The DOJ and FTC have made “gun jumping” an issue through speeches and consent decrees with a number of companies over the last 10 years. The government has asserted that firms have violated both the HSR Act and the Sherman Act by coordinating activities before merging.

Notably, the Omnicare court is the first to conclude that coordination by firms that have agreed to merge may violate the antitrust laws. It suggests corporate lawyers exercise caution in drafting covenants in merger and acquisition agreements imposing restrictions on premerger conduct to ensure that ordinary course competition is not restricted. It also provides a warning to business executives that their premerger actions can lead to lawsuits by customers as well as trigger government enforcement actions.

It may be possible to read the decision as condemning the PacifiCare covenants because the dollar threshold for requiring UnitedHealth’s consent was set so low as to intrude on ordinary course competition, although there is no language in the decision that focuses on the size of the dollar threshold. It certainly would make more sense only to condemn covenants that restrict ordinary course competition, and allow covenants that restrict actions outside the ordinary course of business. But caution is warranted when drafting such contractual provisions, regardless of the dollar threshold.

DOJ Approves “Ordinary Course” Covenants

The DOJ has, in fact, advised that provisions commonly found in merger agreements requiring firms merely to carry on their business “in the ordinary course in substantially the same manner as heretofore conducted” are appropriate and lawful. The DOJ has also suggested that other “standard provisions … to prevent a to-be-acquired person from taking actions that could seriously impair the value of what the acquiring firm had agreed to buy,” will be allowed. While these provisions may limit a firm’s ability to make certain business decisions without consent of the buyer, they are also reasonable and necessary to protect the value of the transaction and are lawful, according to the DOJ.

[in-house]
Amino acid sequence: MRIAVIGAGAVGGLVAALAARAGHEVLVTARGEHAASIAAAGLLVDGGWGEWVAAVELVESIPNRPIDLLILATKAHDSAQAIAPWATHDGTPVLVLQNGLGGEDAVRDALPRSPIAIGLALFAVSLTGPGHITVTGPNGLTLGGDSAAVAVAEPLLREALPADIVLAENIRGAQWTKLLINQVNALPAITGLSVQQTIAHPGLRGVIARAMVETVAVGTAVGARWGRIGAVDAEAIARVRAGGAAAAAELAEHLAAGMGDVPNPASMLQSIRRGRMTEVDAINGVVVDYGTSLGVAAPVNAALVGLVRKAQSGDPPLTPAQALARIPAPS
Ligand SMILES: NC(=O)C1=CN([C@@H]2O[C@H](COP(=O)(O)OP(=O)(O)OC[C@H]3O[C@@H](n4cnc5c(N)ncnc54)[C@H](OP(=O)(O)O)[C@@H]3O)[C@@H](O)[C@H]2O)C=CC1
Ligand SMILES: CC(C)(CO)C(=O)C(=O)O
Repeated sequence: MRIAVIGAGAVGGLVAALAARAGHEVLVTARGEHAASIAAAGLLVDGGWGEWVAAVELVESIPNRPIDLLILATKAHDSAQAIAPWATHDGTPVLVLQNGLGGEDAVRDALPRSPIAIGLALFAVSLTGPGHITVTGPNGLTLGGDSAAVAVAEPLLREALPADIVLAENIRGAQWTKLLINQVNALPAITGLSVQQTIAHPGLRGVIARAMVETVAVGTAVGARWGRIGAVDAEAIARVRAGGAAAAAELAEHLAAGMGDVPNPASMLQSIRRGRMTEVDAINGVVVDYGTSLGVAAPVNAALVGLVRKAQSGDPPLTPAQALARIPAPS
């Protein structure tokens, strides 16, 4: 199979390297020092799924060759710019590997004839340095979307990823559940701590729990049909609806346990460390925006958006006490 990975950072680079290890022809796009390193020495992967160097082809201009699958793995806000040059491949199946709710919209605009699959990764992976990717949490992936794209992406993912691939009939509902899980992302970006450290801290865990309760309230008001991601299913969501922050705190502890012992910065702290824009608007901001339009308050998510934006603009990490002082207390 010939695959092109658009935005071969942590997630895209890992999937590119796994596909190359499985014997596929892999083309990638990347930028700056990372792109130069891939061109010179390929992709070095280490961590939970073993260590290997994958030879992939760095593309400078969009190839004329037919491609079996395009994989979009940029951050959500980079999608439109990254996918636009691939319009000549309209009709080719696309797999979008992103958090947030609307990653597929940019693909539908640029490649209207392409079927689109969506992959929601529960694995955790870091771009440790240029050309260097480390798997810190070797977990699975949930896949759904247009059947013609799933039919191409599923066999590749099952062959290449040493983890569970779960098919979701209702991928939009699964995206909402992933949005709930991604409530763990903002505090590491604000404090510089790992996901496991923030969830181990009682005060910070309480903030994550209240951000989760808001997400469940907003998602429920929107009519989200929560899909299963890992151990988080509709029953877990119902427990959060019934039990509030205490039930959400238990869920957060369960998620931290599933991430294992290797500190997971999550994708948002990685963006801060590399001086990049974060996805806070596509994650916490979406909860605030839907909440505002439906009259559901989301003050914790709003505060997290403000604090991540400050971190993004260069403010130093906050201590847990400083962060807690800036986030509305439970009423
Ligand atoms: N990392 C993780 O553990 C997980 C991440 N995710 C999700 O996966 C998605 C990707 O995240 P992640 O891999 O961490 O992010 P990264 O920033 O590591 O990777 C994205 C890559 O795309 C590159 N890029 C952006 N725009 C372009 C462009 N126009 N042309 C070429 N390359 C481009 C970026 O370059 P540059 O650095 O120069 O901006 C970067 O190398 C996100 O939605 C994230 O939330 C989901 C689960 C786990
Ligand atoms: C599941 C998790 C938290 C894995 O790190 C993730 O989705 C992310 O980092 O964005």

The DOJ has, however, said that agreements that “impose extraordinary conduct of business limitations” enabling a firm to exercise operational control over significant aspects of the seller’s business, and that go beyond ordinary and reasonable pre-consummation covenants, violate the HSR Act by allowing “operational control of the to-be-acquired person’s business.” The DOJ has also condemned price coordination among competitors before consummation of mergers in its enforcement actions.

The last U.S. government challenge to “gun jumping” was in 2006 in connection with a Qualcomm acquisition. There, the DOJ identified covenants that, among other things, prohibited Flarion, without first obtaining Qualcomm’s written consent, from entering into any agreement involving the obligation to pay, or the right to receive, $75,000 or more per year or $200,000 or more in the aggregate. The DOJ, however, focused on the parties’ actual conduct, applying the covenants in a restrictive manner. The government alleged, for example, that Flarion had sought Qualcomm’s consent before it marketed products and services to customers and potential customers. The government alleged that Flarion sought Qualcomm’s consent even before providing pricing information to a potential customer, and Qualcomm discouraged Flarion from certain business opportunities. At the time, the DOJ Assistant Attorney General for Antitrust emphasized that “merging parties must continue to operate independently until the end of the premerger waiting period” under the HSR Act.

European Concerns With “Gun Jumping”

“Gun jumping” has also become an issue in Europe. In December, the European Commission announced that it had conducted “dawn raids” at two PVC manufacturers in the U.K. proposing to merge to investigate whether they may have implemented their proposed transaction before receiving antitrust clearance and exchanged information in violation of the EC rules on cartels and restrictive business practices.

Premerger coordination remains an area where companies must be cautious to avoid government scrutiny as well as, now, private damages actions by customers. Merging parties must be particularly careful not to coordinate competitive decisions before transactions are consummated.